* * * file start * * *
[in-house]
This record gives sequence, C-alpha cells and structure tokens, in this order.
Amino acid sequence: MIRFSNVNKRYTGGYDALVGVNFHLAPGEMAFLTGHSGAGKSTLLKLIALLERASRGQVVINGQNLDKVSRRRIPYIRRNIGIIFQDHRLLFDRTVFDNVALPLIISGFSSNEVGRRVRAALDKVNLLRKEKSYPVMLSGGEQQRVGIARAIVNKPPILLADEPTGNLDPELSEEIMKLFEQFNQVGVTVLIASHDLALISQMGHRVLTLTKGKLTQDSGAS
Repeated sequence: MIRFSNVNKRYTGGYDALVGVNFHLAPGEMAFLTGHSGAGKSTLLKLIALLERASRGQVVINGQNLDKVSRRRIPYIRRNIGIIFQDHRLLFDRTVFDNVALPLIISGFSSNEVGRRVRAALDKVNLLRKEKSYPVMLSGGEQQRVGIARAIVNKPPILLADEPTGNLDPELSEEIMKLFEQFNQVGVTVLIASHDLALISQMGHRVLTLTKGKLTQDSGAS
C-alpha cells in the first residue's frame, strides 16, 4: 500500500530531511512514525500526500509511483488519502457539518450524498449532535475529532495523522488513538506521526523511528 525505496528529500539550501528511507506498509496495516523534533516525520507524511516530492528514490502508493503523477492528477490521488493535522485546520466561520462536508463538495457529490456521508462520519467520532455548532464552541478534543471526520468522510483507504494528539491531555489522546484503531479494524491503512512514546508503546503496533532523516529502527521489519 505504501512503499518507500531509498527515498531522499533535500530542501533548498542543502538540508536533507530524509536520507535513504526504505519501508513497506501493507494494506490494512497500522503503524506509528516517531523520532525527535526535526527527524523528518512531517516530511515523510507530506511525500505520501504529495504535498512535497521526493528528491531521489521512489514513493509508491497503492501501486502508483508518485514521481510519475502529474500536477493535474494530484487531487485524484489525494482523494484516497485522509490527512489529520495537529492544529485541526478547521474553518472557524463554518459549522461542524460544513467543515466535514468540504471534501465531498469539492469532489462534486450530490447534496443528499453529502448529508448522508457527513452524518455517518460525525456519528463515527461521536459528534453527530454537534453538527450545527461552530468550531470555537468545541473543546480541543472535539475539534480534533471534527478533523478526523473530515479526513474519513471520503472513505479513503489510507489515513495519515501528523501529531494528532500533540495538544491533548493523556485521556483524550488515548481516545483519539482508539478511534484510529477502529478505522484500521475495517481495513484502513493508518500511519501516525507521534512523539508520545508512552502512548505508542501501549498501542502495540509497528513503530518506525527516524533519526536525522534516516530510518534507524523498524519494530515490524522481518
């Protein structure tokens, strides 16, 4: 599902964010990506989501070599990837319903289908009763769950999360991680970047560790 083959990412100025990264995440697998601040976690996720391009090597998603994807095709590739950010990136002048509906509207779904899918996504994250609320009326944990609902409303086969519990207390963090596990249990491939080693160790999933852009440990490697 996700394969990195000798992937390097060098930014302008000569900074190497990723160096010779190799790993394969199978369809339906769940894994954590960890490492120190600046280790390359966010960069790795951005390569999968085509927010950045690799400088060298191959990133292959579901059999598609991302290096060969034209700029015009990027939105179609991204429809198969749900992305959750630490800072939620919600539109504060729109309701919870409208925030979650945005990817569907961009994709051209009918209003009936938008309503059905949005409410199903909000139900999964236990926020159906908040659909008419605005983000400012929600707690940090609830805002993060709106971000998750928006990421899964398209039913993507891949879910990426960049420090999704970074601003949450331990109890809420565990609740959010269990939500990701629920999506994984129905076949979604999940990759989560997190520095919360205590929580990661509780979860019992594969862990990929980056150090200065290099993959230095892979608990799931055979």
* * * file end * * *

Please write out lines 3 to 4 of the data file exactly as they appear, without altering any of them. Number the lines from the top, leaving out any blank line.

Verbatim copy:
Amino acid sequence: MIRFSNVNKRYTGGYDALVGVNFHLAPGEMAFLTGHSGAGKSTLLKLIALLERASRGQVVINGQNLDKVSRRRIPYIRRNIGIIFQDHRLLFDRTVFDNVALPLIISGFSSNEVGRRVRAALDKVNLLRKEKSYPVMLSGGEQQRVGIARAIVNKPPILLADEPTGNLDPELSEEIMKLFEQFNQVGVTVLIASHDLALISQMGHRVLTLTKGKLTQDSGAS
Repeated sequence: MIRFSNVNKRYTGGYDALVGVNFHLAPGEMAFLTGHSGAGKSTLLKLIALLERASRGQVVINGQNLDKVSRRRIPYIRRNIGIIFQDHRLLFDRTVFDNVALPLIISGFSSNEVGRRVRAALDKVNLLRKEKSYPVMLSGGEQQRVGIARAIVNKPPILLADEPTGNLDPELSEEIMKLFEQFNQVGVTVLIASHDLALISQMGHRVLTLTKGKLTQDSGAS